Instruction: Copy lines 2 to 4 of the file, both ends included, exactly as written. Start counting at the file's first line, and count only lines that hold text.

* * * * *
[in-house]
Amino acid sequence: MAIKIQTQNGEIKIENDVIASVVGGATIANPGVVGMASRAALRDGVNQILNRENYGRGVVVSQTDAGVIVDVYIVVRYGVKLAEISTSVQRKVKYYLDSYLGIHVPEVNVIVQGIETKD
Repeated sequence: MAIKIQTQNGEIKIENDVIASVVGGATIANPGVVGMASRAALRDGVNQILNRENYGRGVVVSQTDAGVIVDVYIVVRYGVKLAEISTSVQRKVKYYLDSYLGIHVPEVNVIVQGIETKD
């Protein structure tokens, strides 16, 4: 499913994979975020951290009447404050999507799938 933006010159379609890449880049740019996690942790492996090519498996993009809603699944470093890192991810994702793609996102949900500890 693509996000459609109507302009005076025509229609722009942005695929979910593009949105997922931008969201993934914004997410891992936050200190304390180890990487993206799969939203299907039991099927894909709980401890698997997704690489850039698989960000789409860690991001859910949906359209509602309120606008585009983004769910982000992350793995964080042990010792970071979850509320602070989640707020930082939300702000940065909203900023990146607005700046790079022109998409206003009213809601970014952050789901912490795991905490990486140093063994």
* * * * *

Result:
Amino acid sequence: MAIKIQTQNGEIKIENDVIASVVGGATIANPGVVGMASRAALRDGVNQILNRENYGRGVVVSQTDAGVIVDVYIVVRYGVKLAEISTSVQRKVKYYLDSYLGIHVPEVNVIVQGIETKD
Repeated sequence: MAIKIQTQNGEIKIENDVIASVVGGATIANPGVVGMASRAALRDGVNQILNRENYGRGVVVSQTDAGVIVDVYIVVRYGVKLAEISTSVQRKVKYYLDSYLGIHVPEVNVIVQGIETKD
């Protein structure tokens, strides 16, 4: 499913994979975020951290009447404050999507799938 933006010159379609890449880049740019996690942790492996090519498996993009809603699944470093890192991810994702793609996102949900500890 693509996000459609109507302009005076025509229609722009942005695929979910593009949105997922931008969201993934914004997410891992936050200190304390180890990487993206799969939203299907039991099927894909709980401890698997997704690489850039698989960000789409860690991001859910949906359209509602309120606008585009983004769910982000992350793995964080042990010792970071979850509320602070989640707020930082939300702000940065909203900023990146607005700046790079022109998409206003009213809601970014952050789901912490795991905490990486140093063994």